How do bands of today make money? - Cherrypick Entertainment
Cherrypick Entertainment
band management agency ireland

How do bands of today make money?



  • Indie rock bands are in strong demand for non-traditional gigs such as parties, weddings and corporate events.
  • Indie rock bands should focus on income and longevity, rather than assuming that fame will automatically lead to fortune.
  • Promotion and merchandising are important factors to ensure a steady income and a constant supply of gigs for indie rock bands.


According to Bandzoogle, a band website company, "Nontraditional gigs expand your opportunities and can help you turn your passion into a career." They recognise that most musicians don't "have birthday parties, singing telegrams, fundraisers, and other nontraditional gigs in mind" when they start in the industry, but list several benefits to doing so.

"Perhaps the biggest benefit of nontraditional gigs is the possibility of creating a sustainable living" with options such as "birthday parties, weddings, corporate events, and private parties". According to Bandzoogle, "By being willing to perform at a variety of events, you will work more often, continually reach more clients, and do more of what you love."

Other fringe benefits of these types of gigs are the opportunity to "grow as a performer", since "nontraditional gigs [force] you out of your comfort zone", and to "be deeply appreciated" by an audience who has "chosen you to create a wonderful memory for them".

wedding band hire cork

Professional wedding band hire, Cork

And if bands are prone to believe the "unfortunate stereotypes surrounding wedding bands", they should think again, according to DIY Musician. Those hiring bands for wedding gigs (and other non-traditional events) "want to hire unique and dynamic entertainers – the type that will make all of their friends jealous." They list good pay and a guaranteed audience as some of the benefits of this type of work.

As an example of the kind of money that can be made from this type of gig - and therefore the opportunity to keep the band going - I have included a link to Bands for Hire, which lists prices from £900 to over £2000 for indie rock bands to be hired for events.


It's important to "find a way to sell yourselves" as an indie band. This involves "putting together a demo of your music and bio for your band designed to make venues and event organisers want to book you." Promotion is important, and should include "sending an individual email to each potential venue in your area, with a link to your music and a paragraph or two about you". Additionally, "playing in the support slot of a similar genre band" can introduce you to a new audience.


According to Tom Hess, a successful touring guitarist and recording artist, musicians should avoid assuming "that being famous helps them make more money in the music industry". Instead, bands should understand "the difference between fame and financial success" in order to "stay focused on [their] most important goals".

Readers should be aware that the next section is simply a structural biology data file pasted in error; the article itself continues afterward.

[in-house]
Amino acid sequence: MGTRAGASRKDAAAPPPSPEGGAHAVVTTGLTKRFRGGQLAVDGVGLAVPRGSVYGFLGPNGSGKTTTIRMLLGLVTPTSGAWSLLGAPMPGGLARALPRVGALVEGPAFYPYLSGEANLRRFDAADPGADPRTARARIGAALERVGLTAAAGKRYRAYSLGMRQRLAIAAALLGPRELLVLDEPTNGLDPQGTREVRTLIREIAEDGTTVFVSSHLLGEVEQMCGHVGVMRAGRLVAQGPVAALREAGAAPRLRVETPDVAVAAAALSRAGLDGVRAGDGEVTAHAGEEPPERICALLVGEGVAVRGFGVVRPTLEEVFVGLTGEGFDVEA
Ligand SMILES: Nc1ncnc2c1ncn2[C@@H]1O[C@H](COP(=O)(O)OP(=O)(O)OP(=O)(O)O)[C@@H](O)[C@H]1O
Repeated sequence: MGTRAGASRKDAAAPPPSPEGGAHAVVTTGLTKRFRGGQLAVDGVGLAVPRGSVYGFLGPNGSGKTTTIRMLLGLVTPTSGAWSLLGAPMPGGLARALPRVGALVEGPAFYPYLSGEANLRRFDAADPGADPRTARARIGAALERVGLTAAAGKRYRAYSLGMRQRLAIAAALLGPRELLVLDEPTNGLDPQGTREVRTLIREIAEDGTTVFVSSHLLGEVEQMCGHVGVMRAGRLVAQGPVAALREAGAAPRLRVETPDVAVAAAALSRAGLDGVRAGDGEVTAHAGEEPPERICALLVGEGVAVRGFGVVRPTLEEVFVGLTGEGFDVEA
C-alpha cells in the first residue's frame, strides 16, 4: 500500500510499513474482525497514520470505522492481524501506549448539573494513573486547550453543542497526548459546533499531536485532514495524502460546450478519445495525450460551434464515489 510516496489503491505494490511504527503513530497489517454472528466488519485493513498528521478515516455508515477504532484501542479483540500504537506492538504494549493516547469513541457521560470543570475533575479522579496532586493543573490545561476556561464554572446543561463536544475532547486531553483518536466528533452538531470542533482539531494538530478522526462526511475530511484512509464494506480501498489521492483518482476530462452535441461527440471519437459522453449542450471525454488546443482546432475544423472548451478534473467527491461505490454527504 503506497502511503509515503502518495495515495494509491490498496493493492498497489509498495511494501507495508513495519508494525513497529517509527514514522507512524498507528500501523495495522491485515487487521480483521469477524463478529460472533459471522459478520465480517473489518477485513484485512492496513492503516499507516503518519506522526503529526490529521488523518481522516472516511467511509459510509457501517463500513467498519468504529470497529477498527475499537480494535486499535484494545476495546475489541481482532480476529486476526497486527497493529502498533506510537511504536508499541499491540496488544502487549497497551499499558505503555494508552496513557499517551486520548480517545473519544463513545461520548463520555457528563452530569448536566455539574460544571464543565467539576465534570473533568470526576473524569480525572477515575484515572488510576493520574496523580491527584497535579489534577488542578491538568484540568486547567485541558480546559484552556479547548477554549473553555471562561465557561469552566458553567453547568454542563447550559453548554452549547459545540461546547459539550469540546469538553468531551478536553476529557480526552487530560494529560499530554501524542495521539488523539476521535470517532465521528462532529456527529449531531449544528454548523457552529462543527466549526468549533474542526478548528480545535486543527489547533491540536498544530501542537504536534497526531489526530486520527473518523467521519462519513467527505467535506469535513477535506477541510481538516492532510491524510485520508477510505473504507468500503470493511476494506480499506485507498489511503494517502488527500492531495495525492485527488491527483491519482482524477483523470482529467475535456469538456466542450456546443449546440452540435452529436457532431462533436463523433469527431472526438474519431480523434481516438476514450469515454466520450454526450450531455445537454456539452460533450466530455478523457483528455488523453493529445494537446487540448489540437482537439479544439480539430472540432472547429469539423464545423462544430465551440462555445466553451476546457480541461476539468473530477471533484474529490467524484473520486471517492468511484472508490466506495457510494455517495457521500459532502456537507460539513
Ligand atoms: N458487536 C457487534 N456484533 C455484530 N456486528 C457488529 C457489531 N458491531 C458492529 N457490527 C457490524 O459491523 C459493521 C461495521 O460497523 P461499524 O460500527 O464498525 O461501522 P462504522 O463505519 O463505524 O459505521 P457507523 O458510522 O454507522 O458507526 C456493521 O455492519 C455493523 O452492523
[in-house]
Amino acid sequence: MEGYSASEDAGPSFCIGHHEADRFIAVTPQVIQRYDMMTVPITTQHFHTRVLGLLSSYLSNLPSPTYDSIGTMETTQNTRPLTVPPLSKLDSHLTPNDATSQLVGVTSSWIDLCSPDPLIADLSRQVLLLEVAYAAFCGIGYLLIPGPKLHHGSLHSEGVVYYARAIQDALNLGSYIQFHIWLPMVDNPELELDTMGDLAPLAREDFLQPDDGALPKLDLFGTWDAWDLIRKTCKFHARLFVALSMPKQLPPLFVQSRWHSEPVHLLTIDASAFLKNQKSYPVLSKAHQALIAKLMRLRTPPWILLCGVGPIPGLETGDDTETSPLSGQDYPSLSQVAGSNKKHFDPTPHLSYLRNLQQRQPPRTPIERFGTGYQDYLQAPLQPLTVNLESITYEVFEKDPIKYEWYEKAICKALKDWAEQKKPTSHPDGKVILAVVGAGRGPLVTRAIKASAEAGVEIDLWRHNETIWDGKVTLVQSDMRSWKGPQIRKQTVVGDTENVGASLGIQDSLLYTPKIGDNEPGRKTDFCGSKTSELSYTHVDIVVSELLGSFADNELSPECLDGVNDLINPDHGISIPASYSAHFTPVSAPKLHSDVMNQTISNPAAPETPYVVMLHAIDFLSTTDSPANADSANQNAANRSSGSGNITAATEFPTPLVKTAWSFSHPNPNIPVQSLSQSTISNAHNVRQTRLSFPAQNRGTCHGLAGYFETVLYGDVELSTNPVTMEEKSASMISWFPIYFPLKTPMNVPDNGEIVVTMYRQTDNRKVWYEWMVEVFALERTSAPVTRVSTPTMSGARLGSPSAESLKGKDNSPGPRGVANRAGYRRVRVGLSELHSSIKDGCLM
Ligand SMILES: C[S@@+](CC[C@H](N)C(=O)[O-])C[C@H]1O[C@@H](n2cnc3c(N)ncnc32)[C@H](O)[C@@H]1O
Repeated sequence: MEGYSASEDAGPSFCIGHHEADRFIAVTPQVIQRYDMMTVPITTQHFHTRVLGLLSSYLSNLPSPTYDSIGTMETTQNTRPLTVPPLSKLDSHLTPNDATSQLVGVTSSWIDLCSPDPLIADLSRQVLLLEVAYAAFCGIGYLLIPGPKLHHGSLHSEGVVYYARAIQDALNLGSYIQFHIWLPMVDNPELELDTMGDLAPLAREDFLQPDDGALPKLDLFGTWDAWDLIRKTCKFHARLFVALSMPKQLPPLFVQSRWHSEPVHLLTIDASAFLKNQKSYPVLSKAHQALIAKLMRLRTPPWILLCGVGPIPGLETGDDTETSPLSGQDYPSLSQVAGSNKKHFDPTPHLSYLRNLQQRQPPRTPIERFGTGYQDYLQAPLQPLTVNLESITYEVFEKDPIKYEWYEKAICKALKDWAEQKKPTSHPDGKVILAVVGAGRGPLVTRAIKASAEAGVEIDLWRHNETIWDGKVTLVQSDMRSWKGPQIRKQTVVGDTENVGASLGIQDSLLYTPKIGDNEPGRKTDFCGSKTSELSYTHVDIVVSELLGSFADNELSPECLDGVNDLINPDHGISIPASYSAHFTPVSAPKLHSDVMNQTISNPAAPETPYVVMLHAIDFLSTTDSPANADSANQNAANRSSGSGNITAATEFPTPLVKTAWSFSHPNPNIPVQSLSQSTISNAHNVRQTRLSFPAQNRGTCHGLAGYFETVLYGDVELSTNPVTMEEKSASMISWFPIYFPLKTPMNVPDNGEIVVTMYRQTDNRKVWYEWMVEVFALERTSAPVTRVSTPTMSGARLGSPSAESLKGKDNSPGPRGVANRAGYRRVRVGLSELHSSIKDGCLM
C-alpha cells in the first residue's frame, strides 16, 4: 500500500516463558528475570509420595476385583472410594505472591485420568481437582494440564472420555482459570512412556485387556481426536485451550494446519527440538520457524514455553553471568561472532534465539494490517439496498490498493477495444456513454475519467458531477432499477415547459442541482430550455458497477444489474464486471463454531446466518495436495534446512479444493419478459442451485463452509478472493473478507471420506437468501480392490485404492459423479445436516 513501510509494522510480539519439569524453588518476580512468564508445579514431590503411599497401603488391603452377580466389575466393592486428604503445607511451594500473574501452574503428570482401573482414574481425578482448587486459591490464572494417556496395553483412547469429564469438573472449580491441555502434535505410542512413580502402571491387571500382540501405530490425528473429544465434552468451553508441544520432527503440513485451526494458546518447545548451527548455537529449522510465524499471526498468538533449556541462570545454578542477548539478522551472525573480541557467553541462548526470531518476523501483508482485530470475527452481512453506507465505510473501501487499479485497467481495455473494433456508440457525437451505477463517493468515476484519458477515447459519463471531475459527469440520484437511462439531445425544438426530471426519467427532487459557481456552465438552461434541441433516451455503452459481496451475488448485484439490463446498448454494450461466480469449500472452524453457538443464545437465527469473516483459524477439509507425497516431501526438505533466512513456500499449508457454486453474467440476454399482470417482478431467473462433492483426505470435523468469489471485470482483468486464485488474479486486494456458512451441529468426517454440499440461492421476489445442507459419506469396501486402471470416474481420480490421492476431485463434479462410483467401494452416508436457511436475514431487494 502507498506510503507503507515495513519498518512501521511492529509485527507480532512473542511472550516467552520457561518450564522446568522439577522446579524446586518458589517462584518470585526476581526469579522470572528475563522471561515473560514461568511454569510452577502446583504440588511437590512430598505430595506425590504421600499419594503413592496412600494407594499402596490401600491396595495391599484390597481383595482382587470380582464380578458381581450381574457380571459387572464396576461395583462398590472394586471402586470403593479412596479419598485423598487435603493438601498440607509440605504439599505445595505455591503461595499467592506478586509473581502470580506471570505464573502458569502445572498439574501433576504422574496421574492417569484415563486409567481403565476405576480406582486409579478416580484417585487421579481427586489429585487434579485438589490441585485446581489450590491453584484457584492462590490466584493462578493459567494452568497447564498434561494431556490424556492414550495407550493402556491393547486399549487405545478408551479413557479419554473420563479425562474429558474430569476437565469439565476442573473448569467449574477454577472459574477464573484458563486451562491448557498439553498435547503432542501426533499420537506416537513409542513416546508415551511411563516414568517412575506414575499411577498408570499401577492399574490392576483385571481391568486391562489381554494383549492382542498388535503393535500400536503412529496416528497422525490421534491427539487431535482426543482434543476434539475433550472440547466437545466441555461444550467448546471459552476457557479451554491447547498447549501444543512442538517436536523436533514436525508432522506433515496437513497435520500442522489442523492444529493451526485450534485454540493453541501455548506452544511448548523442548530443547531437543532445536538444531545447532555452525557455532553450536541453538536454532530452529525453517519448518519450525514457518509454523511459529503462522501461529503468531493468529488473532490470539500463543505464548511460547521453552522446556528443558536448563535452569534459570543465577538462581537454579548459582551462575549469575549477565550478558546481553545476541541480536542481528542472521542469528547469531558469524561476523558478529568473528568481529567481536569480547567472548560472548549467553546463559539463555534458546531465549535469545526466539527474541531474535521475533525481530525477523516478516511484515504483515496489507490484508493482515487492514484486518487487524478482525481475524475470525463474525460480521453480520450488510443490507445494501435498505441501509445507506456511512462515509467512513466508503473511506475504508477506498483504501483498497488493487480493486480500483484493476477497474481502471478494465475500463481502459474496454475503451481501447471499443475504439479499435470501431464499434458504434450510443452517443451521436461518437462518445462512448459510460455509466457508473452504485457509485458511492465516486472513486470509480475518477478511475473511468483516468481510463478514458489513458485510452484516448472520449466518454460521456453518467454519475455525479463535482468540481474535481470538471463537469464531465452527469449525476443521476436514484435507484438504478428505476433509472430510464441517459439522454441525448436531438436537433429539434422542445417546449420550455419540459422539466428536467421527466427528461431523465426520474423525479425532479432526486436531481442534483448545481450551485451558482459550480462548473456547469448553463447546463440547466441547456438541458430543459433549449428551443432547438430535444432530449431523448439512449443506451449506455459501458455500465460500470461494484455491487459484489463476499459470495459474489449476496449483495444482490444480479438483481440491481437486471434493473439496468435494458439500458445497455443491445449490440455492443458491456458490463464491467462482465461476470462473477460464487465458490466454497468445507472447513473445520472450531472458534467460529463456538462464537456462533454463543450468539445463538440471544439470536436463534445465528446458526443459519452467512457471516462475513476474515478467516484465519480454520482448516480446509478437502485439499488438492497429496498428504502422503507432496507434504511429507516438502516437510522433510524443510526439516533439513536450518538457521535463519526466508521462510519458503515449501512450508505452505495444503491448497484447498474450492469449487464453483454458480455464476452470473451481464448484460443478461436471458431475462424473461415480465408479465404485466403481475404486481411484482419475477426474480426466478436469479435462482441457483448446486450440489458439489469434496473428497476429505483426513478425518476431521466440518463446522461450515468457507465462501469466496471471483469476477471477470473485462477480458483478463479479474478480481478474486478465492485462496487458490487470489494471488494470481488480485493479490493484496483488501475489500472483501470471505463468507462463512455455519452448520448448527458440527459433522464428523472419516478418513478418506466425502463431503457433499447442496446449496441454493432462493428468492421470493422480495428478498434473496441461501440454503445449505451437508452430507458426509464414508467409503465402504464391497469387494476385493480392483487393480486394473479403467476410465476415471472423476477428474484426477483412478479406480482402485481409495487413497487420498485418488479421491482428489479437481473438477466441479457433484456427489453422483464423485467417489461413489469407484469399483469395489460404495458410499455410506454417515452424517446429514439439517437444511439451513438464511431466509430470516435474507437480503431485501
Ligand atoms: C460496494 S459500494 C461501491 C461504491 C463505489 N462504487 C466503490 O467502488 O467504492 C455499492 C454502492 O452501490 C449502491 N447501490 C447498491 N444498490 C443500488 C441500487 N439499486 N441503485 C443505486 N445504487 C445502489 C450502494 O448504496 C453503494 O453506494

Worth mentioning as a option, since it is so often recommended as an income stream, is merchandising, so long as it's done right. According to financial website The Balance, "Diversifying what you have to sell will boost your earning potential." However, they warn against expensive options, instead focusing on making "your own t-shirts, buttons and badges, stickers and other merch" which you can then sell "at your shows and on your website". They note that "after your fans have just seen you play and are all caught up in the spirit" can often be the best moment to sell them related merchandise.

YouBloom, meanwhile, warns against relying on digital downloads, which "are a volume game", and also would steer bands against pushing their own CDs to an audience who "would rather stream your music for free online". However, they do recommend more creative merchandising, which if it consists "of fun, creative, cool, cute, sexy or weird stuff, you have yourself a novelty, and novelties almost always sell well."


YouBloom points out that "companies who want to use your music in a film, video game, television show, or commercials will pay big bucks to license it." They recommend that "networking with people who work with production studios will certainly help your chances, and so will making your music readily available for stream." However, they recognise that "the budget of the production and your intrinsic level of value as a musician" will affect the price, which could range from "$20 to $200,000".


Tom Hess recognises that "Most musicians go into the music business looking for a job. They plan to make money through a single source of income, such as performing or recording music." However, building multiple sources of income "makes your career a lot more secure". It's therefore important, rather than focusing on one option for making money, to ensure that multiple options are exploited.


To wrap it up, for modern indie rock bands with some success to ensure an income and industry longevity they must diversify their income streams and look at "non-traditional" gigs, such as weddings and corporate events. They should also ensure that they have a solid means of promotion and should consider merchandising as a strong option.

About the Author Ed McCarthy

Ed McCarthy is the manager and promoter of j90. Ireland’s favourite and most in demand party band. With over 10 years experience Ed founded Cherrypick Entertainment, an agency to cherry-pick and prepare the best bands in Ireland to be better and offer more.

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